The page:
Further, the plaintiff is unable to indirectly challenge the validity of his federal conviction and sentence in this action under 42 U.S.C. § 1983. The plaintiff complains about events that correspond to United States v. Heiden, Case # 3:09-cr-03040-LRR (N.D. Iowa 2012), and the plaintiff states that he would like the court to award him damages. The relief sought is not available because a cause of action for damages does not arise until "the conviction or sentence has been reversed on direct appeal, expunged by executive order, declared invalid by an authorized state tribunal..., or called into question by the issuance of a writ of habeas corpus." Heck v. Humphrey, 512 U.S. 477, 486-87 (1994). And, an action under 42 U.S.C. § 1983 is not the proper basis to collaterally attack his federal conviction and sentence; an action under 28 U.S.C. § 2255 is the only means to vacate, set aside or correct a federal sentence.
In light of the foregoing, the plaintiff's complaint shall be dismissed as frivolous or for failing to state a claim upon which relief can be granted. Because the court deems it appropriate to dismiss the complaint pursuant to 28 U.S.C. § 1915(e)(2)(B), the dismissal of this action shall count against the plaintiff for purposes of the three-dismissal rule set forth in 28 U.S.C. § 1915(g).
IT IS THEREFORE ORDERED:
(1) The plaintiff's application to proceed in forma pauperis status (docket no. 1) is granted.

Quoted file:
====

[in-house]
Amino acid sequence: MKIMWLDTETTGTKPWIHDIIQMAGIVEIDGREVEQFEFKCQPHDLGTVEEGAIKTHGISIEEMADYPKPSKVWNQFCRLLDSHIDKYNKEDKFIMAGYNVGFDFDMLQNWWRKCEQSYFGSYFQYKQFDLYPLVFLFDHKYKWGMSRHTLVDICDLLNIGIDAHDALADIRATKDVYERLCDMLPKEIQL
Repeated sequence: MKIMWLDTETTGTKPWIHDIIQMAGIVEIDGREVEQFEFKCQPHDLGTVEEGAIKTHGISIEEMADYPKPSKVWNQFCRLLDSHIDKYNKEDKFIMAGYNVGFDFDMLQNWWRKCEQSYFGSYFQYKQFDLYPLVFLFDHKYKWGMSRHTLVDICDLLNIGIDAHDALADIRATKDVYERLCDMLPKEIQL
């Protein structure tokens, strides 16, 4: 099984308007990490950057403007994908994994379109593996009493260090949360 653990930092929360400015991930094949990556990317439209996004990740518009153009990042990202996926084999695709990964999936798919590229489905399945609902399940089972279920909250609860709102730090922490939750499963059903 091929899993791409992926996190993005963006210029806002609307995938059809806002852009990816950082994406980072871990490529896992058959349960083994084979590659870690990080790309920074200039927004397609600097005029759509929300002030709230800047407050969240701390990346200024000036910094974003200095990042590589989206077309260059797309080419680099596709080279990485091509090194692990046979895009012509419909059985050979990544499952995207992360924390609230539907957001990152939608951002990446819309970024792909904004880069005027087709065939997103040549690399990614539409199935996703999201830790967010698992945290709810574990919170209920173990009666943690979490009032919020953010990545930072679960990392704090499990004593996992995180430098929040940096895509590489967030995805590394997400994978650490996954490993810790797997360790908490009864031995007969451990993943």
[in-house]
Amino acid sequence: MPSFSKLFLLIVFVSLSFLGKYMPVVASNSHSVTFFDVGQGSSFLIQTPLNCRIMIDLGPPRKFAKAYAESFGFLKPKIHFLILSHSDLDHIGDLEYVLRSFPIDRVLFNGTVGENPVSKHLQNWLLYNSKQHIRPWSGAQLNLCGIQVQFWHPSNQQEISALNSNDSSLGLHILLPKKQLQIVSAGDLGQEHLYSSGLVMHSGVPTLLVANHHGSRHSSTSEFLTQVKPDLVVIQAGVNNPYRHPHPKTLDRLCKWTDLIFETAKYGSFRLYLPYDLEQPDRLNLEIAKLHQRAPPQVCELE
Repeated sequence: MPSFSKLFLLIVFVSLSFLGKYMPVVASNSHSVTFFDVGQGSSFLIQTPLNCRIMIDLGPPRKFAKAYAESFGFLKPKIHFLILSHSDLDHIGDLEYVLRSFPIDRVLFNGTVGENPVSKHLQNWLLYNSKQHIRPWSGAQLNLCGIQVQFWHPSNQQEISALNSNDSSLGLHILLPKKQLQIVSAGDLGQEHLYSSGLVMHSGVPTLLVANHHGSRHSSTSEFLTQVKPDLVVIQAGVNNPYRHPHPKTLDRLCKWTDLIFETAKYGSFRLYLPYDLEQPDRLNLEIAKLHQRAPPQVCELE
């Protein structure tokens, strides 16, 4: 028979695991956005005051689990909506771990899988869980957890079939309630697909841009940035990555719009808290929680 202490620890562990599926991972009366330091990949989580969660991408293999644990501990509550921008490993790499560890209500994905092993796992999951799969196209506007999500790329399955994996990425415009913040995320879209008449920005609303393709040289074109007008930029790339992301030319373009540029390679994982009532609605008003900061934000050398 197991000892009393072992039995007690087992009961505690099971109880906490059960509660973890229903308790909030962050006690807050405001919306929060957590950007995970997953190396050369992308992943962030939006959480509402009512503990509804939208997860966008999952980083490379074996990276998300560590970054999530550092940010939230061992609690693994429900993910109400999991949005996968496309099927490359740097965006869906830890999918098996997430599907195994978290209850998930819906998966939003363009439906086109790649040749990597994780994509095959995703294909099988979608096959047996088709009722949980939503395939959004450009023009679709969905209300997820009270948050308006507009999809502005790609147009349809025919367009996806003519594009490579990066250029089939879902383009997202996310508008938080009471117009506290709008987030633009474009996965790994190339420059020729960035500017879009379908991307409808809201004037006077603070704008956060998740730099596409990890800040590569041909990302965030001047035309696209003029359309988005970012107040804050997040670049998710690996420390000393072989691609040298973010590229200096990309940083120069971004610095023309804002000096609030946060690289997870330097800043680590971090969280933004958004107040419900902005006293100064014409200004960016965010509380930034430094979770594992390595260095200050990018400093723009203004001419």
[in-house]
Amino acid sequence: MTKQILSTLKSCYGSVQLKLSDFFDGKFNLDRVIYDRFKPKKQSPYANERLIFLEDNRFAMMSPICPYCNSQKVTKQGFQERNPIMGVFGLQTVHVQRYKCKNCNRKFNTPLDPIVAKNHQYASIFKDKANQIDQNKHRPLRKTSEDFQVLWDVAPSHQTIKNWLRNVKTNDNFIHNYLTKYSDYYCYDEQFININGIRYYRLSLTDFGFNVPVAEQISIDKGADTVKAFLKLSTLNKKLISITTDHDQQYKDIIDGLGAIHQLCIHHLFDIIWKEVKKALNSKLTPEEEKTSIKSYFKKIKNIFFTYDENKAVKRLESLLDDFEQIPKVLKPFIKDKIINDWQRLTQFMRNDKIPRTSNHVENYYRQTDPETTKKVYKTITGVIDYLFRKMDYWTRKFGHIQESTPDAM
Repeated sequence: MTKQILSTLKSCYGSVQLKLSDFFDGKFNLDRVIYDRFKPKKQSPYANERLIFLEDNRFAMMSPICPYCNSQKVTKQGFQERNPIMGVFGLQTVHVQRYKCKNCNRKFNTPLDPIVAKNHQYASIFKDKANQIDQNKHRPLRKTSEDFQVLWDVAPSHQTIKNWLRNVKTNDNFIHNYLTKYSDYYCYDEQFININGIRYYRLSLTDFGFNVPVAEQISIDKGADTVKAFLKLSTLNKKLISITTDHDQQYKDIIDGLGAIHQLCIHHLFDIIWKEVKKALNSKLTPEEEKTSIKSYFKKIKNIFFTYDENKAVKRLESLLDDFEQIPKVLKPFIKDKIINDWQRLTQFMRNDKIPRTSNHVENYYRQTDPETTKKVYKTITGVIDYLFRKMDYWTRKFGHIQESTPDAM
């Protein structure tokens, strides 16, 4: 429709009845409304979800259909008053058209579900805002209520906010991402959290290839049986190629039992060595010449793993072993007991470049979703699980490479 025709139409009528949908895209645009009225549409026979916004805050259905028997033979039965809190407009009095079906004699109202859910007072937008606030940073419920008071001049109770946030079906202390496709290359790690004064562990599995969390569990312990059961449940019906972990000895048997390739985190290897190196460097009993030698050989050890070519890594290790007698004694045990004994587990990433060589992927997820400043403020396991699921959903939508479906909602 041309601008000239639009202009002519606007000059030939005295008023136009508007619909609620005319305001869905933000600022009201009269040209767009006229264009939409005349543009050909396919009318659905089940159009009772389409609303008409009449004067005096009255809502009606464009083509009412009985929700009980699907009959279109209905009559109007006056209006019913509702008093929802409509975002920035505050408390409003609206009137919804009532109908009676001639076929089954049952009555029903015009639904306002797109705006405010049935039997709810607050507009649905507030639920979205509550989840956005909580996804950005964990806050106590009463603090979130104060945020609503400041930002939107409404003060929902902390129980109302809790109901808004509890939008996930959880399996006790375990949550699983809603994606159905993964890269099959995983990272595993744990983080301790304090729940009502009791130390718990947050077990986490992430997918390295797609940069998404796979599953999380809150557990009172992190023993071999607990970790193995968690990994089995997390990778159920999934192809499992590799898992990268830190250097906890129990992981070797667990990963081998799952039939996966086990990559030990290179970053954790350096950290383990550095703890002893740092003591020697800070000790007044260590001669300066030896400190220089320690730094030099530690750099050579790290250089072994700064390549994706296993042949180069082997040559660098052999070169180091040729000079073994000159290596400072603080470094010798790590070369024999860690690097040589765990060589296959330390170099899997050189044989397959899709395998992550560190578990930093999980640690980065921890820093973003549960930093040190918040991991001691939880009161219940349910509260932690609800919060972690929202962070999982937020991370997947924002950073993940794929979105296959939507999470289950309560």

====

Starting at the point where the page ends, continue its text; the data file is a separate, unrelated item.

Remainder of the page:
(2) The clerk's office is directed to file the complaint without the prepayment of the filing fee.
(3) The plaintiff is directed to submit an initial partial filing fee of $6.76 by no later than July 31, 2013. If necessary, the plaintiff may request in a written motion an extension of time to pay the initial partial filing fee.
(4) After the plaintiff pays the initial partial filing fee, the institution having custody of the plaintiff is directed to collect and remit monthly payments in the manner set forth in 28 U.S.C. § 1915(b)(2). Until the $350.00 filing fee is paid in full, the plaintiff is obligated to pay and the institution having custody of him is obligated to forward 20 percent of the preceding month's income credited to his account each time the amount in the account exceeds $10.00.
(5) The clerk's office is directed to send a copy of this order and the notice of collection of filing fee to the appropriate official at the place where the plaintiff is an inmate.
(6) The plaintiff's 42 U.S.C. § 1983 action is dismissed pursuant to 28 U.S.C. § 1915(e)(2)(B).
(7) The dismissal of the instant action counts against the plaintiff for purposes of the three-dismissal rule set forth in 28 U.S.C. § 1915(g).